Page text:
53. Ma B, Christen B, Leung D, Vigo-Pelfry C. Serodiagnosis of Lyme borreliosis by Western immunoblot: reactivity of various significant antibodies against Borrelia burgdorferi. J Clin Microbiol 1992;30:370-376.
54. Dressler F, Whalen JA, Reinhardt BN, Steere AC. Western blotting in the serodiagnosis of Lyme disease. J Infect Dis 1993;167:392-400.
55. Kalish RJ, Leong JM, Steere AC. Association of treatment resistant Lyme arthritis with HLA-DR4 and antibody reactivity to OspA and OspB of Borrelia burgdorferi. Infect Immun 1993;61:2774-2779.
56. Aguero-Rosenfeld MA, Nowakowski J, McKenna DF. Serodiagnosis in early Lyme disease. J Clin Microbiol 1993;31:3090-3095.
57. Schutzer SE, Coyle PK, Dunn JJ, et al. Early and specific antibody response to OspA in Lyme disease. J Clin Invest 1994;94:454-457.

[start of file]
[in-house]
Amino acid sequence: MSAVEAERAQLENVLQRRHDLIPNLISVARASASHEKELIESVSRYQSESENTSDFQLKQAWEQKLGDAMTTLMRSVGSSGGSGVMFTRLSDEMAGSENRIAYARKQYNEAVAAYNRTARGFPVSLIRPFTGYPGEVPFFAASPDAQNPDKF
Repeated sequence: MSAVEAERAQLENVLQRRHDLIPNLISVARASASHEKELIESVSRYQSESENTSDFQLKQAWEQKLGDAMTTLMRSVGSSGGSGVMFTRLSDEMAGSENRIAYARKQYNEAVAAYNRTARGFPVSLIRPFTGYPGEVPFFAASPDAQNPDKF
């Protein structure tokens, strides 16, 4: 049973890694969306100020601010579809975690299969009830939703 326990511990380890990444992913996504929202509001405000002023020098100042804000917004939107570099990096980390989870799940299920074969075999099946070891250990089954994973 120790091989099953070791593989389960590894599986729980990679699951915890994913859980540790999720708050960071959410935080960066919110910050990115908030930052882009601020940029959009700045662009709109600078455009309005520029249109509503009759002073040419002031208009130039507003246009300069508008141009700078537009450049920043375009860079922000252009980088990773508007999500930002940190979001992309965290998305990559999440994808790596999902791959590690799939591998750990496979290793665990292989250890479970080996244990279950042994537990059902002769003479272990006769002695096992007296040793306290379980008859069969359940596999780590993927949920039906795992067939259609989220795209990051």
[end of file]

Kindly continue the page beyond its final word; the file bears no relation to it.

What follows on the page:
8. Schutzer SE, Coyle PK, Krupp LB, et al. Simultaneous expression of Borrelia burgdorferi OspA and OspC and IgM response in cerebrospinal fluid in early neurologic Lyme disease. J Clin Invest 1997;100:763-767.
59. Barthold SW, Fikrig E, Bockenstedt LK, Persing DH. Circumvention of outer surface protein A immunity by host-adapted Borrelia burgdorferi. Infect Immun 1995;63:2255-2261.
60. de Silva AM, Fikrig E, Hodzic E, et al. Immune evasion by tickborne and host-adapted Borrelia burgdorferi. J Infect Dis 1998;177:395-400.
61. Padilla ML, Callister SM, Schell RF, et al. Characterization of the protective borreliacidal antibody response in humans and hamsters after vaccination with a Borrelia burgdorferi outer surface protein A vaccine. J Infect Dis 1996;174:739-746.
62. Fikrig E, Bockenstedt LK, Barthold SW, et al. Sera from patients with chronic Lyme disease protects mice from Lyme borreliosis. J Infect Dis 1994;169:568-574.